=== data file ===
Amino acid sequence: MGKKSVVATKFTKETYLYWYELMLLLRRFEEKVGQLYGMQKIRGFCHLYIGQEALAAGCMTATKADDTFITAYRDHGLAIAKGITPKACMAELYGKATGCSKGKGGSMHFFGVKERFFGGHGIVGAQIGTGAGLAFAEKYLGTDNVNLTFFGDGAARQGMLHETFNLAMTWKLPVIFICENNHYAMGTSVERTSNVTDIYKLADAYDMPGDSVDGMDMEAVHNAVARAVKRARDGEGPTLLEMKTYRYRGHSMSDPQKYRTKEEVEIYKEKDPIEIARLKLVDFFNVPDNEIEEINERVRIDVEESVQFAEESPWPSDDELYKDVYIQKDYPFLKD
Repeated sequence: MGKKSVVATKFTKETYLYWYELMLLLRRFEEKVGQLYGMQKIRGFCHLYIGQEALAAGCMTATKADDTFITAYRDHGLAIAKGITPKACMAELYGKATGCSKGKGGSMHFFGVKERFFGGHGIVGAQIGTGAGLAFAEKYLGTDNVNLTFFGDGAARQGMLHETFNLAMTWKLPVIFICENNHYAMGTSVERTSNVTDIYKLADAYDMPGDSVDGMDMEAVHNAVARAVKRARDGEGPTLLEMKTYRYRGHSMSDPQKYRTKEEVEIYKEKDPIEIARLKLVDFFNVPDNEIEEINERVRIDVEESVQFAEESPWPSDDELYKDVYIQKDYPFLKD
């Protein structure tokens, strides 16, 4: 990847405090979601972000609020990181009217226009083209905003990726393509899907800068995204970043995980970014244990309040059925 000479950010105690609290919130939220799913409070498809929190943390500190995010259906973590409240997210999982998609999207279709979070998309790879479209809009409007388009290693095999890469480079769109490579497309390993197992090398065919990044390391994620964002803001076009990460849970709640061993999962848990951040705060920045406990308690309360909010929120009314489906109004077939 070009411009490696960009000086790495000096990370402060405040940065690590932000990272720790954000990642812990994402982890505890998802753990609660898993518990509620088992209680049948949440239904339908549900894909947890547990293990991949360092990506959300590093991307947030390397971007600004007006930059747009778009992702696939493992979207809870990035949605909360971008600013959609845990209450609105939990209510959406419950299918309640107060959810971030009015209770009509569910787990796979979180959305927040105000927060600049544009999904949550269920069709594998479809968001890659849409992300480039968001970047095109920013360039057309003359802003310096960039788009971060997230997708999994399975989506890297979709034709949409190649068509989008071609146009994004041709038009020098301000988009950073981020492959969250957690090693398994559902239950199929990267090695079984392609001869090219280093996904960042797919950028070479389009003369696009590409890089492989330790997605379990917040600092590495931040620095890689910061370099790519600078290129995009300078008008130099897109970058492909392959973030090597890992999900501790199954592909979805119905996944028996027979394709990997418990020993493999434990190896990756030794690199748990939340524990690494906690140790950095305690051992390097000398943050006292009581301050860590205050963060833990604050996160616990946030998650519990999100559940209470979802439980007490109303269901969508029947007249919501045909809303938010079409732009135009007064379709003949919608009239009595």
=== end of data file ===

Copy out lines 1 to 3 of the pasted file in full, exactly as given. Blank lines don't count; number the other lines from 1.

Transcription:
Amino acid sequence: MGKKSVVATKFTKETYLYWYELMLLLRRFEEKVGQLYGMQKIRGFCHLYIGQEALAAGCMTATKADDTFITAYRDHGLAIAKGITPKACMAELYGKATGCSKGKGGSMHFFGVKERFFGGHGIVGAQIGTGAGLAFAEKYLGTDNVNLTFFGDGAARQGMLHETFNLAMTWKLPVIFICENNHYAMGTSVERTSNVTDIYKLADAYDMPGDSVDGMDMEAVHNAVARAVKRARDGEGPTLLEMKTYRYRGHSMSDPQKYRTKEEVEIYKEKDPIEIARLKLVDFFNVPDNEIEEINERVRIDVEESVQFAEESPWPSDDELYKDVYIQKDYPFLKD
Repeated sequence: MGKKSVVATKFTKETYLYWYELMLLLRRFEEKVGQLYGMQKIRGFCHLYIGQEALAAGCMTATKADDTFITAYRDHGLAIAKGITPKACMAELYGKATGCSKGKGGSMHFFGVKERFFGGHGIVGAQIGTGAGLAFAEKYLGTDNVNLTFFGDGAARQGMLHETFNLAMTWKLPVIFICENNHYAMGTSVERTSNVTDIYKLADAYDMPGDSVDGMDMEAVHNAVARAVKRARDGEGPTLLEMKTYRYRGHSMSDPQKYRTKEEVEIYKEKDPIEIARLKLVDFFNVPDNEIEEINERVRIDVEESVQFAEESPWPSDDELYKDVYIQKDYPFLKD
């Protein structure tokens, strides 16, 4: 990847405090979601972000609020990181009217226009083209905003990726393509899907800068995204970043995980970014244990309040059925 000479950010105690609290919130939220799913409070498809929190943390500190995010259906973590409240997210999982998609999207279709979070998309790879479209809009409007388009290693095999890469480079769109490579497309390993197992090398065919990044390391994620964002803001076009990460849970709640061993999962848990951040705060920045406990308690309360909010929120009314489906109004077939 070009411009490696960009000086790495000096990370402060405040940065690590932000990272720790954000990642812990994402982890505890998802753990609660898993518990509620088992209680049948949440239904339908549900894909947890547990293990991949360092990506959300590093991307947030390397971007600004007006930059747009778009992702696939493992979207809870990035949605909360971008600013959609845990209450609105939990209510959406419950299918309640107060959810971030009015209770009509569910787990796979979180959305927040105000927060600049544009999904949550269920069709594998479809968001890659849409992300480039968001970047095109920013360039057309003359802003310096960039788009971060997230997708999994399975989506890297979709034709949409190649068509989008071609146009994004041709038009020098301000988009950073981020492959969250957690090693398994559902239950199929990267090695079984392609001869090219280093996904960042797919950028070479389009003369696009590409890089492989330790997605379990917040600092590495931040620095890689910061370099790519600078290129995009300078008008130099897109970058492909392959973030090597890992999900501790199954592909979805119905996944028996027979394709990997418990020993493999434990190896990756030794690199748990939340524990690494906690140790950095305690051992390097000398943050006292009581301050860590205050963060833990604050996160616990946030998650519990999100559940209470979802439980007490109303269901969508029947007249919501045909809303938010079409732009135009007064379709003949919608009239009595």